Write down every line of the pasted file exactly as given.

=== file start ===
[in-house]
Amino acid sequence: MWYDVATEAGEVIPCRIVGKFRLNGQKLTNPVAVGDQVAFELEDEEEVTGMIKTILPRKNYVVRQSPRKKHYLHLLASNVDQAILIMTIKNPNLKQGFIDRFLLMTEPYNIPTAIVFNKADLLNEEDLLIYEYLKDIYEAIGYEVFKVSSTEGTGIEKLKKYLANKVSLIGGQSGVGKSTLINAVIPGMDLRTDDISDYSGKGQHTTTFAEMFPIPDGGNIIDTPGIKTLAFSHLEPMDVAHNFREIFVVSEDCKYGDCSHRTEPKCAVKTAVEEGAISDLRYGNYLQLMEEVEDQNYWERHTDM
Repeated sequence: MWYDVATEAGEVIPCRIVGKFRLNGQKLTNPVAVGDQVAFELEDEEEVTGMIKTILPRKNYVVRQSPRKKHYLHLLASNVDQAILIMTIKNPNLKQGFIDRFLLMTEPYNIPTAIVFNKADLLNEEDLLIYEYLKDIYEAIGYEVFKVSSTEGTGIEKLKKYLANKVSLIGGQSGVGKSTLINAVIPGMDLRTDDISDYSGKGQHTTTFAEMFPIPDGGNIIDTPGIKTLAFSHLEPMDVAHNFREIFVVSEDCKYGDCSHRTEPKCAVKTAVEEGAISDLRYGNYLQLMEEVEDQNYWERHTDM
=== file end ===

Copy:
[in-house]
Amino acid sequence: MWYDVATEAGEVIPCRIVGKFRLNGQKLTNPVAVGDQVAFELEDEEEVTGMIKTILPRKNYVVRQSPRKKHYLHLLASNVDQAILIMTIKNPNLKQGFIDRFLLMTEPYNIPTAIVFNKADLLNEEDLLIYEYLKDIYEAIGYEVFKVSSTEGTGIEKLKKYLANKVSLIGGQSGVGKSTLINAVIPGMDLRTDDISDYSGKGQHTTTFAEMFPIPDGGNIIDTPGIKTLAFSHLEPMDVAHNFREIFVVSEDCKYGDCSHRTEPKCAVKTAVEEGAISDLRYGNYLQLMEEVEDQNYWERHTDM
Repeated sequence: MWYDVATEAGEVIPCRIVGKFRLNGQKLTNPVAVGDQVAFELEDEEEVTGMIKTILPRKNYVVRQSPRKKHYLHLLASNVDQAILIMTIKNPNLKQGFIDRFLLMTEPYNIPTAIVFNKADLLNEEDLLIYEYLKDIYEAIGYEVFKVSSTEGTGIEKLKKYLANKVSLIGGQSGVGKSTLINAVIPGMDLRTDDISDYSGKGQHTTTFAEMFPIPDGGNIIDTPGIKTLAFSHLEPMDVAHNFREIFVVSEDCKYGDCSHRTEPKCAVKTAVEEGAISDLRYGNYLQLMEEVEDQNYWERHTDM